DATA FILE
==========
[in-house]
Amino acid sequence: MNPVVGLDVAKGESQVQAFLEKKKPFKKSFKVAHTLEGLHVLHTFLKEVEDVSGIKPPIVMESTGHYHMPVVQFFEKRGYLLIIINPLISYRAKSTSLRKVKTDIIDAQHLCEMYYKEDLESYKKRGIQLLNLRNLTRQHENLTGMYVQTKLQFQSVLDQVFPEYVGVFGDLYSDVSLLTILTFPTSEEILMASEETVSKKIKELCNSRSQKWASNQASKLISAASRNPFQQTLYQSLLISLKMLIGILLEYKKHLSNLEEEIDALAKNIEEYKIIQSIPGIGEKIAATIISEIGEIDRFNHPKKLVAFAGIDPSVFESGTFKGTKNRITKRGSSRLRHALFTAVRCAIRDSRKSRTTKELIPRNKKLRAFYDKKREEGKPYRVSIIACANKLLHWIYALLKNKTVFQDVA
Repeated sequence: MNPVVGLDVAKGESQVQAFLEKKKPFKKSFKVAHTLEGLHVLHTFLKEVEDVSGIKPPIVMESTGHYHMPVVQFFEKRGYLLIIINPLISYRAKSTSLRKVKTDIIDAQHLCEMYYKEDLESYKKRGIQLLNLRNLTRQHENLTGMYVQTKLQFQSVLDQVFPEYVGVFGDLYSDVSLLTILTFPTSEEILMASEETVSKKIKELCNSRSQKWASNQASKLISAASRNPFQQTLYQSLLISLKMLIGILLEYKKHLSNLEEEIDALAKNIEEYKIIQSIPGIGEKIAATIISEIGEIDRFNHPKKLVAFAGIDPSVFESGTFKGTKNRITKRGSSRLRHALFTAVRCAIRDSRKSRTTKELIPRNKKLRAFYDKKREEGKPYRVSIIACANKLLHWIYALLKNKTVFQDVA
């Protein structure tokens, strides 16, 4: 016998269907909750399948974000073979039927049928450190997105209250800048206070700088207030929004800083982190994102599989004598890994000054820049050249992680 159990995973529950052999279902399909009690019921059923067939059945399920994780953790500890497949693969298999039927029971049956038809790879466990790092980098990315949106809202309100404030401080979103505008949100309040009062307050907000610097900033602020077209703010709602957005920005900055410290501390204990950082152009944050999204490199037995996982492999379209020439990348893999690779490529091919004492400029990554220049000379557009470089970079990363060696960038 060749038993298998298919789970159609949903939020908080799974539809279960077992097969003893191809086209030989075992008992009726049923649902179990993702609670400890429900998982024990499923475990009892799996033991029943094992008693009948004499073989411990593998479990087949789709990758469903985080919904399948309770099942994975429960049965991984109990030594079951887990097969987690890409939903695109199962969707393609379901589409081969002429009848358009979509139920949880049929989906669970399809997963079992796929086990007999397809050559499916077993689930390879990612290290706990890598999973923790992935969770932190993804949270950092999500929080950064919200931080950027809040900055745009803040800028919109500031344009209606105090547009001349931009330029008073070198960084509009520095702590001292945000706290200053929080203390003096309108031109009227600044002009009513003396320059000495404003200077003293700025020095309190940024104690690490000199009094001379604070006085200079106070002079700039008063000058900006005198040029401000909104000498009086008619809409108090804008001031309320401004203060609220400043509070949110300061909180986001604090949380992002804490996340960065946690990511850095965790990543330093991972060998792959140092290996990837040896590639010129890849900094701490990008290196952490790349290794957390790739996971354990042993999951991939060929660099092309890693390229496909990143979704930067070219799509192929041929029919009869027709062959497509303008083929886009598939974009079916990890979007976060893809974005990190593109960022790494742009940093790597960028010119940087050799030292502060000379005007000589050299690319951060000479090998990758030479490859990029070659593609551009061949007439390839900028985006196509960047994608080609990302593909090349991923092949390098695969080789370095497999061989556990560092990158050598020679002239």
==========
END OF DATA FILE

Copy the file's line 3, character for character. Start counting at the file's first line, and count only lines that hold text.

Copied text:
Repeated sequence: MNPVVGLDVAKGESQVQAFLEKKKPFKKSFKVAHTLEGLHVLHTFLKEVEDVSGIKPPIVMESTGHYHMPVVQFFEKRGYLLIIINPLISYRAKSTSLRKVKTDIIDAQHLCEMYYKEDLESYKKRGIQLLNLRNLTRQHENLTGMYVQTKLQFQSVLDQVFPEYVGVFGDLYSDVSLLTILTFPTSEEILMASEETVSKKIKELCNSRSQKWASNQASKLISAASRNPFQQTLYQSLLISLKMLIGILLEYKKHLSNLEEEIDALAKNIEEYKIIQSIPGIGEKIAATIISEIGEIDRFNHPKKLVAFAGIDPSVFESGTFKGTKNRITKRGSSRLRHALFTAVRCAIRDSRKSRTTKELIPRNKKLRAFYDKKREEGKPYRVSIIACANKLLHWIYALLKNKTVFQDVA